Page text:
Student Spotlight: Catherine Rohan, University of Oregon
Catherine Rohan, University of Oregon
Catherine Rohan is a masters student at the University of Oregon. She earned a B.S. in Environmental Science from the University of Texas at Austin, has worked as an environmental inspector, a ground truth surveyor, a GIS technician and a Fleet Response Specialist, and is now working toward a masters in community and regional planning. In July 2019 she studied abroad - see her blog about bicycle-focused planning in the Netherlands - and this September, Catherine will present her work on "Planning for New Mobility in Gresham, Oregon" in a poster session at the 2019 Transportation & Communities Summit in Portland, Oregon.
Tell us about yourself?
I am a community and regional planning masters student at the University of Oregon. Born and raised in Houston, I came to Oregon via Austin, Texas, where I completed my undergrad in environmental science. While I love Eugene I do miss the Tex-Mex and live music in Austin (unfortunately Oregon-Mex is not a thing). In my free time I like to get outdoors, read, and hunt through vintage and thrift stores. I just finished up an amazing bicycle focused study abroad in Denmark and the Netherlands and will insert an unabashed plug for the program, led by University of Oregon professors Dr. Marc Schlossberg and Dr. Rebecca Lewis.
What (or who) has influenced your career path in transportation planning?
My path to planning has been quite crooked and has surprised even me. My first job out of college had me traveling to major European cities. What I saw abroad contrasted starkly with my suburban sprawl upbringing and I was struck by the degree of influence our built environment has over our environmental footprint as well as our physical and mental health. Fast forward three years and I found myself back in school studying planning. I came to Oregon interested in retrofitting suburbia, but have since expanded my interests to include how public spaces and bicycles can be used to build community and social trust.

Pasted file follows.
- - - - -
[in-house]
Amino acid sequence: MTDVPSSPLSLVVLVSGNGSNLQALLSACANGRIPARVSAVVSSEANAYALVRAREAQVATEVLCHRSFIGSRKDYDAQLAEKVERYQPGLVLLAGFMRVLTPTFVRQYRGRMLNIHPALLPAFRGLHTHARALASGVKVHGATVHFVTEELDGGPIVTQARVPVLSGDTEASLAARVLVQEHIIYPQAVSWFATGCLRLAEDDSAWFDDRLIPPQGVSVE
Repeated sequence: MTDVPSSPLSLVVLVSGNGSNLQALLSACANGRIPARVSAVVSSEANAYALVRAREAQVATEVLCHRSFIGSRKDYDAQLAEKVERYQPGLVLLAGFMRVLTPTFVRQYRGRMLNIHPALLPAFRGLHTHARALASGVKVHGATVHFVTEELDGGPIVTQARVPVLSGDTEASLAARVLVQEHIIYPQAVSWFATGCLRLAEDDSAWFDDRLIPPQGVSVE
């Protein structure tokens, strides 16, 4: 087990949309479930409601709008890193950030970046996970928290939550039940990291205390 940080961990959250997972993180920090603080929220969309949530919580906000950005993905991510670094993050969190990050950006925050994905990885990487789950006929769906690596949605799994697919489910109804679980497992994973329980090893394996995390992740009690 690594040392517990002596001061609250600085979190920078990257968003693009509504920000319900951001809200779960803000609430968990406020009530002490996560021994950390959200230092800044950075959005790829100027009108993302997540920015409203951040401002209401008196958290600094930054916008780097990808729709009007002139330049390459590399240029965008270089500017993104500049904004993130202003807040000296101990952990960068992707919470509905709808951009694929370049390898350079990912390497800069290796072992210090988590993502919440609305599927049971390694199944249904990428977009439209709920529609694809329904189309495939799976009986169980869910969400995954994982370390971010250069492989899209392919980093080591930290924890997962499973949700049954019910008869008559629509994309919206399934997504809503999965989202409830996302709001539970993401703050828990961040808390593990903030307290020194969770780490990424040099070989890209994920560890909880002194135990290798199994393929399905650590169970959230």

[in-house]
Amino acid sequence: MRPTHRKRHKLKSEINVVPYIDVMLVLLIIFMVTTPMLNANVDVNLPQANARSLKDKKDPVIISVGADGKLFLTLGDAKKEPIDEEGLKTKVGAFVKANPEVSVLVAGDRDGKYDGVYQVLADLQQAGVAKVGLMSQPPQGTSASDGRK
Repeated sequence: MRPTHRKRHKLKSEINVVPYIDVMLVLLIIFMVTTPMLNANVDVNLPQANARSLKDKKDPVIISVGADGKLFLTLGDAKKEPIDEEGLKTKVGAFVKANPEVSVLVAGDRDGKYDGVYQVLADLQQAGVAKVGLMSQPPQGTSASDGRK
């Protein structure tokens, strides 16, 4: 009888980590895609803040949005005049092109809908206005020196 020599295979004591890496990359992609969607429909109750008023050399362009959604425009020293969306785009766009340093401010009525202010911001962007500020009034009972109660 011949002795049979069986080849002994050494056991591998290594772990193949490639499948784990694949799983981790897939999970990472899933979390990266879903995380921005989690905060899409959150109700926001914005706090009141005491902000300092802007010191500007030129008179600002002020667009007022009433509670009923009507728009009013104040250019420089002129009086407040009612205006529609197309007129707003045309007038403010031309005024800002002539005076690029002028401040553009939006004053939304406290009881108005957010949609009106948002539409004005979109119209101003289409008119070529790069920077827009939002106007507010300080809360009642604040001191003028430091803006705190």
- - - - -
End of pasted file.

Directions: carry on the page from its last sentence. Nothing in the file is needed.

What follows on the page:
At the Transportation & Communities Summit this September, you'll be presenting a poster on new mobility planning for Gresham, Oregon. Tell us about that research?
This past school year, three classmates and I examined new mobility in Gresham, Oregon through the University of Oregon’s Sustainable City Year Program. Our work, which focuses on new mobility implications for residential and commercial lands, is composed of three main parts; a review of Gresham’s current planning documents, a list of the primary and secondary impacts of new mobility, and suggestions for Gresham as to how they can best meet the challenges and opportunities new mobility brings.
After graduation, what future work do you envision doing in transportation?
After graduation I would like to work at the city level involved in either bicycle, pedestrian or public spaces planning. I can also envision working in the nonprofit arena for Project for Public Spaces or other, similar groups.
This is an installment in a series of monthly Student Spotlights we'll be shining on students and alumni that are involved with National Institute for Transportation & Communites (NITC) universities. NITC is a university transportation consortium funded by the U.S. DOT, and is a Portland State-led partnership with the University of Oregon, Oregon Institute of Technology, University of Utah, University of Arizona, and University of Texas at Arlington.